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xavierjd, Lawyer
Category: Criminal Law
Satisfied Customers: 3400
Experience:  Over 20 yrs experience in prosecution and defense work
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My daughter is being charged for shoplifting at walmart. she

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my daughter is being charged for shoplifting at walmart. she supposedly took a case of soda but the video survelience shows the cashier scanning items under her cart. but yet it is still my daughters fault even when the cashier didn't scan all items.
Thanks for using It will be my pleasure to assist you today.

Was the case of soda that she allegedly took underneath the cart? Or, was it in another cart?

Customer: replied 4 years ago.

it was under the cart. a statement was made from the cashier that she stopped my daughter at the door, but video shows nher never leaving her register


I am SO sorry that your daughter finds herself in this HORRIBLE situation.

Just because she has been charged DOES NOT mean that she is guilty! In order to find your daughter guilty of the crime of shoplifting (or conversion), the prosecutor MUST prove EACH AND EVERY element of the crime BEYOND A REASONABLE DOUBT.

In Indiana, shoplifting falls under the broad definitions of theft and criminal conversion. Anyone who knowingly or intentionally exerts unauthorized control over someone else’s property commits conversion, and anyone who does so with the intent to deprive the other person of the property’s value or use commits theft. In cases of first-time offenses, or when the value of the property is low, the prosecutor can decide to charge the offender with conversion, a Class A misdemeanor. In more serious cases, the prosecutor can charge the shoplifter with Class C or Class D felony theft, depending on the value of the merchandise. Criminal and civil penalties for shoplifting are described below.

Indiana's Criminal Shoplifting Penalties




Shoplifting property with a total value under a certain value (at discretion of prosecutor)

Criminal conversion (Class A misdemeanor)

Fines up to $5,000; up to one year of imprisonment

Also, if she were convicted, she can be sued in a civil action by a victimized merchant for up to three times the actual damages (with a minimum award of $100), attorney fees, and costs related to the lawsuit.

THE GOOD NEWS is that in order for her to be found guilty, as I stated, the prosecutor must prove EACH AND EVERY ELEMENT of the crime BEYOND A REASONABLE DOUBT. That is a VERY high burden.

The prosecutor would have to prove that your daughter knowingly or intentionally exerts unauthorized control over someone else’s property commits conversion, and anyone who does so with the intent to deprive the other person of the property’s value or use commits theft.

From the facts in your post, your daughter had NO knowledge of the cashier's MISTAKE. She did NOT knowingly or intentionally intend to deprive the store of its merchandise. That being so, especially if there is a video, the prosecutor wouldn't be able to prove knowledge or intent.

A theft crime carries HORRIBLE consequences (not only financially and with the risk of jail), but even more far reaching problems. If your daughter has a theft conviction on her record, it will be difficult for her to obtain employment, she may be prohibited from obtaining certain professional licenses, and may also not be able to obtain student loans (or she may lose any that she has) or enter into some graduate programs.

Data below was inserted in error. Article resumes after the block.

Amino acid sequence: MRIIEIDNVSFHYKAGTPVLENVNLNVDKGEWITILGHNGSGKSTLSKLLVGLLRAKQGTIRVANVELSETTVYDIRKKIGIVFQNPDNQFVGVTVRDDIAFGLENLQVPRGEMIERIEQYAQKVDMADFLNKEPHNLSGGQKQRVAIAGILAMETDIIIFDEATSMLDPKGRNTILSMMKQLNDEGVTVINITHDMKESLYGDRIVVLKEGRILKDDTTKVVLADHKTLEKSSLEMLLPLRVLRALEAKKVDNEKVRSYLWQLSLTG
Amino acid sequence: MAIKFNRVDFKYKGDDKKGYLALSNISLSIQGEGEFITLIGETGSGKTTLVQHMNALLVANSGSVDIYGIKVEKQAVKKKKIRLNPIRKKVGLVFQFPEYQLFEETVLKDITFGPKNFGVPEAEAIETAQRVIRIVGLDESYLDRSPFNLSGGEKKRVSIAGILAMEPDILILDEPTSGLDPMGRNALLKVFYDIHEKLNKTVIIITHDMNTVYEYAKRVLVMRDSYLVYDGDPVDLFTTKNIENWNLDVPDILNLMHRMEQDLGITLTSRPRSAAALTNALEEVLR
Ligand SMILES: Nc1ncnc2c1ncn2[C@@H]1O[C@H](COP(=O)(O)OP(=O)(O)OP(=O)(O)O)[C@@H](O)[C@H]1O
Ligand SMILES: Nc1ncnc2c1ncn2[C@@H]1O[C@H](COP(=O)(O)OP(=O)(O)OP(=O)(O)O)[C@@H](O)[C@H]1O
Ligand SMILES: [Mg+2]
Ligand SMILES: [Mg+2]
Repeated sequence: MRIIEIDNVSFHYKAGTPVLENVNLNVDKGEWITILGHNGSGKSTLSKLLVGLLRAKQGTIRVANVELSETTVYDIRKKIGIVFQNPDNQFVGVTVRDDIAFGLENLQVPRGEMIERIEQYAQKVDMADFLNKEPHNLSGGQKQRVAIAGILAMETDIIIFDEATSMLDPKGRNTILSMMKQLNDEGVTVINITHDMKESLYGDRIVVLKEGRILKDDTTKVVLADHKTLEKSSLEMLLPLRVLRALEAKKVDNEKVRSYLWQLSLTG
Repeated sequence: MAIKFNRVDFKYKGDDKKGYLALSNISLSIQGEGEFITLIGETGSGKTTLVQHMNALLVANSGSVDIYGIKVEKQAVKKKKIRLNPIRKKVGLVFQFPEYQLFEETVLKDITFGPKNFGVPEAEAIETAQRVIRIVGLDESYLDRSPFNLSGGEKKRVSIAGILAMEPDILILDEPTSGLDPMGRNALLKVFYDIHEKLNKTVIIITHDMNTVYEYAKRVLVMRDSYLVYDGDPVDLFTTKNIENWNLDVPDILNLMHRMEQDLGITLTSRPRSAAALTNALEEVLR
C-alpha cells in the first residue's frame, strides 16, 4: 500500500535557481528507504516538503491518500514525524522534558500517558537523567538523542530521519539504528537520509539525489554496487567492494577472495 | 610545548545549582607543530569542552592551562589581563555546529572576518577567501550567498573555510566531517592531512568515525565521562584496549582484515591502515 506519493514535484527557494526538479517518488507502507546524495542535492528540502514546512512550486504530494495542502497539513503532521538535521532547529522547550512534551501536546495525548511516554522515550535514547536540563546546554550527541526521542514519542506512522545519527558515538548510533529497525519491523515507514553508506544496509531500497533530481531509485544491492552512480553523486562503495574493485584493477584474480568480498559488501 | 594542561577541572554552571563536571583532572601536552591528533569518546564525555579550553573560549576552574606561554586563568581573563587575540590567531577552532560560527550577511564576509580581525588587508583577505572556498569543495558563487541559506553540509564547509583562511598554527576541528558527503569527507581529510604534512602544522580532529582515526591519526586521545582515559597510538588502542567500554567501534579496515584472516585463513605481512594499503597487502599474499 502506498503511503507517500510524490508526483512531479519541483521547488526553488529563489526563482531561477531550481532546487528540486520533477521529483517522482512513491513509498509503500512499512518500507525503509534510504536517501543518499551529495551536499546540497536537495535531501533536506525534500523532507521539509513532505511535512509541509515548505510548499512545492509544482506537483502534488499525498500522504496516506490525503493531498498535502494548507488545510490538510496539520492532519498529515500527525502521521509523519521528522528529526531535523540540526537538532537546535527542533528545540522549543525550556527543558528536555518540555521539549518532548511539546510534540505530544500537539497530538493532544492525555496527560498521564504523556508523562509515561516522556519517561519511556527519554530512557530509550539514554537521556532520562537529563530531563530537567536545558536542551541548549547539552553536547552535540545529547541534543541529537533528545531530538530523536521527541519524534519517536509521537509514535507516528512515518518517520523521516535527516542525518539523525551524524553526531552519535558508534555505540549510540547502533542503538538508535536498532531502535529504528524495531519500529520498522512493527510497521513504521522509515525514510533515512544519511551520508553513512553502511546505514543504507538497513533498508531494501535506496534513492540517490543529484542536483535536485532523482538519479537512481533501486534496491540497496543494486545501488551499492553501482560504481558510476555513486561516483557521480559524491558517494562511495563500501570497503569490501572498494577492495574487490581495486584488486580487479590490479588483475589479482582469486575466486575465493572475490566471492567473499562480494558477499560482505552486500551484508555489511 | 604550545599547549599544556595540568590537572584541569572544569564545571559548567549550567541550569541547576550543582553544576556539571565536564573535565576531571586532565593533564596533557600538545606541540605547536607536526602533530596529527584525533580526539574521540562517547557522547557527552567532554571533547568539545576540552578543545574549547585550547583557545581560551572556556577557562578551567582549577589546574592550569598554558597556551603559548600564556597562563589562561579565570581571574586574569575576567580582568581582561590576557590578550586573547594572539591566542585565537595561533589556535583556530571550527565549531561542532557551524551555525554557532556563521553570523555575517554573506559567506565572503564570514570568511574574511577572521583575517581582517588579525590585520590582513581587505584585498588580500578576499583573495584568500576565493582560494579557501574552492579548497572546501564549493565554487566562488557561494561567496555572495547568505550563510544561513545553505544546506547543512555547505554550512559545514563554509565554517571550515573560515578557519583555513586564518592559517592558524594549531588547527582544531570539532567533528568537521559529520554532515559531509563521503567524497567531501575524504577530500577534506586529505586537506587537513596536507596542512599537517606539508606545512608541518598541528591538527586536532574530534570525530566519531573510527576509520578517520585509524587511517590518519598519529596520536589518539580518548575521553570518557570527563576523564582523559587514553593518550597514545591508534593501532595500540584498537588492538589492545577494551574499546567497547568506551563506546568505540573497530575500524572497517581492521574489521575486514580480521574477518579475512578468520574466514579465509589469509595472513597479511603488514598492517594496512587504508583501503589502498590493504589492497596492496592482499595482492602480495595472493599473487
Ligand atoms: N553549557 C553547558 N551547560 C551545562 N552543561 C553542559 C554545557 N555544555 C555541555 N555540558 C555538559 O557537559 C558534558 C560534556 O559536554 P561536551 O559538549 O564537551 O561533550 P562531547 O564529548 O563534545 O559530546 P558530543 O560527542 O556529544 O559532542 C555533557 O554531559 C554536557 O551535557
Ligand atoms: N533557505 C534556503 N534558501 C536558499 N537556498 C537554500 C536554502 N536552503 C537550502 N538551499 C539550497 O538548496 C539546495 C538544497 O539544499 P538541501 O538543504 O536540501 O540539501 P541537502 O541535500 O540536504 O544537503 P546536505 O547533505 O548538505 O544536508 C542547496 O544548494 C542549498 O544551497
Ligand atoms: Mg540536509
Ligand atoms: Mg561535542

Therefore, your daughter REALLY needs to speak to an attorney ASAP! Sometimes, an initial consultation is free or at a minimal charge. She can discuss the facts of her case, evaluate her options and decide how to proceed.

Below is a link to the Indianapolis Bar Association Attorney Referral Page. Even if you do not live in that area, you may still be referred to an attorney in your area.

If your daughter can't afford to hire an attorney, she can ask the judge to appoint her a public defender. In any event, she REALLY needs the assistance of an attorney. There is way too much at stake for her to try to handle this on her own.

I hope you find this information useful.

My goal is to provide you with excellent service – if you feel you have gotten anything less, please reply back. I am happy to address follow-up questions. If you are satisfied with my answer, please rate it as "excellent" or in another positive manner. That is the only way that I can get credit for answering the question.

Thank you for your business!

xavierjd and 2 other Criminal Law Specialists are ready to help you
Customer: replied 4 years ago.

thank you. This helped to ease my mind, because I have been going off on the police dept, telling them to check their proof. It seems people have to prove yourself innocent, because law always says your guilty.


You are VERY welcome!

Remember, it is the prosecutor who decides whether or not to charge a person with a crime. The police department does it's investigation and presents it to the prosecutor. It then falls on the shoulder of the prosecutor to determine whether there is enough "evidence" to charge a person.

Thank you so much for the "excellent service" rating! It is greatly appreciated and I am glad that you found the information useful.

If you have future questions, you can specifically request me by name as the expert.

Thanks again,


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